Sri Lanka’s selectors picked a 17-year-old in their World Cup squad in 1979. Certain selection panels tend to pick a young player to go on a tour not with the intention of getting him to play games, but to get a feel of international cricket with the hope that the experience will help the player to mature faster.
Sudath Pasqual, a hard-hitting left-handed batsman and a medium pace bowler, who went to England for the 1979 World Cup, though was different, as he played two games in that competition, including in Sri Lanka’s historic win over India at the Old Trafford.
Pasqual actually went onto captain Royal College the year after he played the World Cup. Not just World Cups, but Pasqual remains the youngest man ever to play ODI cricket for Sri Lanka, having made his debut against New Zealand at Trent Bridge aged 17 years and 237 days. The oldest player in that squad was leg-spinner D.S. de Silva, who was 19 years older to Pasqual.
In fact, Pasqual made his Sri Lanka debut before his Royal College skipper Ranjan Madugalle, who was also in the squad. Madugalle made his debut in the next game – against India in Manchester.
On debut, Pasqual was dismissed for a second ball duck by Sir Richard Hadlee. He bowled four wicketless overs as well but in the next game against India made an impact.
Pasqual walked in at the fall of Madugalle’s wicket at number six and shared a 52-run stand with Man of the Match Duleep Mendis. Pasqual finished unbeaten on 23. He should have gone onto play a lot more cricket for Sri Lanka but his career came to an abrupt end when he decided pursue higher studies after schooling. He migrated to the US and although he returned home, his playing days were over by then.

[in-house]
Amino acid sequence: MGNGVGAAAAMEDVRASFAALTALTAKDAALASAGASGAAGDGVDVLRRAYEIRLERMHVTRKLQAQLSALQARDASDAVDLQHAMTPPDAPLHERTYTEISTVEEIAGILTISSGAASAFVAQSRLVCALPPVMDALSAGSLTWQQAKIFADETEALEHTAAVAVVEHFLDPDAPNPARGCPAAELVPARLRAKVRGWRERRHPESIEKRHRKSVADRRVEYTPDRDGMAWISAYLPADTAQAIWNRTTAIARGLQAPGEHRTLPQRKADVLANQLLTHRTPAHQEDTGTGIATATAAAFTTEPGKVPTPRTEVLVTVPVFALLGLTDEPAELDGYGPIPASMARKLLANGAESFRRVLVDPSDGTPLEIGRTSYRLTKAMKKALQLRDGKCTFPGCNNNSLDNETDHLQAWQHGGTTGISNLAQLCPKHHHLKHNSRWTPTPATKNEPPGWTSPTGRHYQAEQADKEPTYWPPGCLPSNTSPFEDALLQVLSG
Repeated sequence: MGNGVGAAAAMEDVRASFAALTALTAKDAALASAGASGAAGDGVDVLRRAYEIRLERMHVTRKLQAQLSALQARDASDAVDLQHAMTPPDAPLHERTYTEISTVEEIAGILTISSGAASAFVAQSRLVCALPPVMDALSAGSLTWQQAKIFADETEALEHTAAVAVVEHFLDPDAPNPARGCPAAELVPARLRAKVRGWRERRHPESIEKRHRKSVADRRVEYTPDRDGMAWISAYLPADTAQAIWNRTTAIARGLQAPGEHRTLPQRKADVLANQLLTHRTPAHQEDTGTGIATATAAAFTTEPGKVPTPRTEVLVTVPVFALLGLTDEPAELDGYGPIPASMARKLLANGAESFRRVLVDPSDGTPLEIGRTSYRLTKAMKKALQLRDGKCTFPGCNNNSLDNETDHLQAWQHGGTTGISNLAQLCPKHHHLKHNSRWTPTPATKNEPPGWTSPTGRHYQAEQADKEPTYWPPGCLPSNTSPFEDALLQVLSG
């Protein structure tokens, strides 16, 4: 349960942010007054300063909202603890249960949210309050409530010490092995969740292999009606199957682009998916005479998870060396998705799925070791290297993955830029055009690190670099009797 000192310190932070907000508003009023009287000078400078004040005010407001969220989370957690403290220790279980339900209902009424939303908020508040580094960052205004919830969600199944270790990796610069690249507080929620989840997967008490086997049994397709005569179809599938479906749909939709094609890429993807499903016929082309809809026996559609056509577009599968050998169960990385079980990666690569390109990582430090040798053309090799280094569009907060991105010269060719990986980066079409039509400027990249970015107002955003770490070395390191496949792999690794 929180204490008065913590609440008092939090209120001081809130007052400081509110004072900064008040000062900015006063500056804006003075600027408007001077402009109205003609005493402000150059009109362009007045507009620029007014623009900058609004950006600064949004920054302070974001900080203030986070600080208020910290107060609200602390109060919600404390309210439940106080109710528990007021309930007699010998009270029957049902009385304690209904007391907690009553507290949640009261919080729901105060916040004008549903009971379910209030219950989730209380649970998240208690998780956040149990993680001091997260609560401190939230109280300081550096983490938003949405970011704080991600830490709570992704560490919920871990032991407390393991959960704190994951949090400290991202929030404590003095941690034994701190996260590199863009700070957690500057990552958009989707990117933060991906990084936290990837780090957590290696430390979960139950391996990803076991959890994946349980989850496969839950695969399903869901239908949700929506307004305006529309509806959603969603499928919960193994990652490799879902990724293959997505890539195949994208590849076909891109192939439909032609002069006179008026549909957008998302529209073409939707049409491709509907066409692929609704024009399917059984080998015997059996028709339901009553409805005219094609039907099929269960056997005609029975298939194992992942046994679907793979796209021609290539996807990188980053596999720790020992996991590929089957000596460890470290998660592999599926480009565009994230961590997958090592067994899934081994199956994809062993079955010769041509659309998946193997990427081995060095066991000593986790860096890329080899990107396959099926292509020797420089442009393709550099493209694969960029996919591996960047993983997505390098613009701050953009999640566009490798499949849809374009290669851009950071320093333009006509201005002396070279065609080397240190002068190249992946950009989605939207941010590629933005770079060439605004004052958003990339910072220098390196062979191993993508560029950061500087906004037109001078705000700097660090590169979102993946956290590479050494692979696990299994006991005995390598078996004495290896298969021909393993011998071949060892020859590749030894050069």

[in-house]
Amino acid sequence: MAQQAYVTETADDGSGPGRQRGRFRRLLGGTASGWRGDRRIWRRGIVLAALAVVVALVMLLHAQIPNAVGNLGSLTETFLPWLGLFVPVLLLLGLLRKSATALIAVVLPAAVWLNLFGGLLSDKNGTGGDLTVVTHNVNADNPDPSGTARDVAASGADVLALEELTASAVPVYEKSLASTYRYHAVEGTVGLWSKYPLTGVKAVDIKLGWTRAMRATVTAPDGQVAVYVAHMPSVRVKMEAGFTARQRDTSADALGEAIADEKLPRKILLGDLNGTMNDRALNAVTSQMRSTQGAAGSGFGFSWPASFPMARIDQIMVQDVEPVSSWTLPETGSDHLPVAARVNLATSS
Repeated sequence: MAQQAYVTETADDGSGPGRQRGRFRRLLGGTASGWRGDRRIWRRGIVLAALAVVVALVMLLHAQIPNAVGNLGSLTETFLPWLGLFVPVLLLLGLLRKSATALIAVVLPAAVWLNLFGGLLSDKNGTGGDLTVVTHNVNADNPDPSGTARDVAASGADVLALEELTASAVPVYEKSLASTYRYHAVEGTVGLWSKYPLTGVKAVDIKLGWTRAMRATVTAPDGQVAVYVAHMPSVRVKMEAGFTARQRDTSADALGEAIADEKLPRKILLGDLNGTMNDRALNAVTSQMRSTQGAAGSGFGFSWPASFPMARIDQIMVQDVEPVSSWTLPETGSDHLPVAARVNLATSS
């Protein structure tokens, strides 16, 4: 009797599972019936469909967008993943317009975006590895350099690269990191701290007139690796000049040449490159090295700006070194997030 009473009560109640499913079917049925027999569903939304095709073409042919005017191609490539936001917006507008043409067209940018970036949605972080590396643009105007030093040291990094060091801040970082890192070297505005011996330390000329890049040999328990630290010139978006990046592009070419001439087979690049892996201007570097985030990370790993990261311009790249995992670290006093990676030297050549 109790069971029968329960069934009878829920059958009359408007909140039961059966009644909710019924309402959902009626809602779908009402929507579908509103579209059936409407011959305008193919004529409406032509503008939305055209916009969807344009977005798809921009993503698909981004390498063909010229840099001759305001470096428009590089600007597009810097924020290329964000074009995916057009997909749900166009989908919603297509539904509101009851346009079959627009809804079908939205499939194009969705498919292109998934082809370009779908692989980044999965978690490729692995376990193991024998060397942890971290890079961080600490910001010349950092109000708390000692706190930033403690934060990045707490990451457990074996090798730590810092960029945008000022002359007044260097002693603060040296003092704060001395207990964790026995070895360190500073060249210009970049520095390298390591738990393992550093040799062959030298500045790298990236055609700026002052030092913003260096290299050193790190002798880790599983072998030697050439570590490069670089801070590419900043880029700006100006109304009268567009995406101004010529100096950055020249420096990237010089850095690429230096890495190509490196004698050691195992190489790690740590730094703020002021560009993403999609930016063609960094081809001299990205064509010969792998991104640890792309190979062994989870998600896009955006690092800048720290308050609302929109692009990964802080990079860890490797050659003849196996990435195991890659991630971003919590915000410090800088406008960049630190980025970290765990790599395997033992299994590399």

Pasqual took up cricket writing, contributing to certain publications before going onto join Sri Lanka Cricket. He started off as the Manager of Umpires and then was put in charge as Provincial Cricket Manager and Women’s Cricket Manager. After a five-year stint with SLC, he decided to migrate to Canada with his family.
It was Madugalle who went onto have a more successful career of the two Royalists. He represented Sri Lanka in the inaugural Test match, going onto top score with 65 runs in the first innings. He was picked as Sri Lanka’s captain as well with Duleep Mendis reaching the twilight of his career. Madugalle retired prematurely before his 30th birthday.
A few years later, he was appointed as a Match Referee by the International Cricket Council and went onto become the Chief Match Referee in 2001. Madugalle has refereed in over 100 Test matches and 300 ODIs. He also served a spell as a national selector and was part of Duleep Mendis’ committee that picked the victorious 1996 World Cup team.
The quality of school cricket with players being able to walk into the national team straight from school or while still at school speaks volumes of the standards that schools maintained in the yesteryear. Sri Lanka’s maiden half-century in Test cricket was scored by an 18-year-old with Arjuna Ranatunga, achieving the milestone while still being a schoolboy at Ananda College.
The quality of coaching was top notch at that point and players could hold their own even against the greatest opponents. Today we hardly see even players in their teens turning up for the senior side. There is also lack of conviction among authorities to throw young players into the deep end.